This year’s lead drama actor category may be the one that trips up Emmy office pools more than any other major race. It’s hard to say whose win might be the surprise, or who might be considered a snub, between frontrunners Jason Bateman (“Ozark”) and Bob Odenkirk (“Better Call Saul”). But previous winner Sterling K. Brown, outgoing “Game of Thrones” star Kit Harington, standout “This Is Us” star Milo Ventimiglia and first-time nominee Billy Porter (“Pose”) all deserve to be in the mix as well. Good luck with your predictions, but here’s how it looks like the field shakes out right now.
The Case for Jason Bateman
Audiences watched Bateman grow up via TV, from “Silver Spoons” to “The Hogan Family,” and marveled as he rather effortlessly segued to a successful career in adulthood — not always an easy task for child stars. “Arrested Development,” of course, gave him a huge boost as viewers — and Hollywood — saw him lead a series with more sophisticated storytelling mixed with plenty of farce and satire. And then came “Ozark,” starring Bateman in an even grittier role, as Marty Byrde, a financial adviser whose scheme to launder money for a Mexican cartel goes sideways — triggering a move to the Ozarks, where things get even more complicated. Bateman won the SAG Award earlier this year and has also been nominated two years in a row both by the Golden Globes and the Emmys. He also directed the first two episodes of Season 2 (having earned a drama directing nomination in Season 1), further demonstrating his evolution as a Hollywood creative force. The actor has scored five nominations, but no Emmys over the course of his career; perhaps this is the year that changes.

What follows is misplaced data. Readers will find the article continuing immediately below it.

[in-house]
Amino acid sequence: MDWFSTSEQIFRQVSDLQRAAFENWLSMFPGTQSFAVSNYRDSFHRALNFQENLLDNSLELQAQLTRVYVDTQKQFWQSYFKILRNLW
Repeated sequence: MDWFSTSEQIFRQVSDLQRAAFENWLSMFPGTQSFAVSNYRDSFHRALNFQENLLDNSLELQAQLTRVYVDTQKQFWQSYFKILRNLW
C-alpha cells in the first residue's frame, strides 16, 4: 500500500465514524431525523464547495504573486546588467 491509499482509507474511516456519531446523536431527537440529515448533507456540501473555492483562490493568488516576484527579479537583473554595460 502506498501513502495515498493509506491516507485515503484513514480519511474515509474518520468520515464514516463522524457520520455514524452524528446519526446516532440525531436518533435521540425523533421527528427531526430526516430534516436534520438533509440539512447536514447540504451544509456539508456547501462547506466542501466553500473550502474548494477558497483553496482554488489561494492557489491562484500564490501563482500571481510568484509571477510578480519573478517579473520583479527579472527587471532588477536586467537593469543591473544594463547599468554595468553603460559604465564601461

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The Case for Bob Odenkirk
As “Better Call Saul” marches closer to the timeline of “Breaking Bad,” it also becomes even more about the tragedy of what happened to Jimmy McGill. That character, played by Bob Odenkirk, is slowly transforming into the huckster attorney Saul Goodman, and Odenkirk continues to showcase the heartbreaking nuance of that evolution. Odenkirk was long known as a comedian and sketch star, especially thanks to his work on “Mr. Show With Bob and David,” while his time on “Breaking Bad” offered a bit of comedic relief to the underlying drama of cancer diagnosis and meth production. But “Breaking Bad” has revealed Odenkirk’s chops as a bona fide supreme dramatic actor, and he’s been rewarded with four nominations in this category. Odenkirk’s previous Emmys are both for variety writing (in 1989 for “Saturday Night Live” and 1993 for “The Ben Stiller Show”), so it’s time for an overdue recognition of his acting work.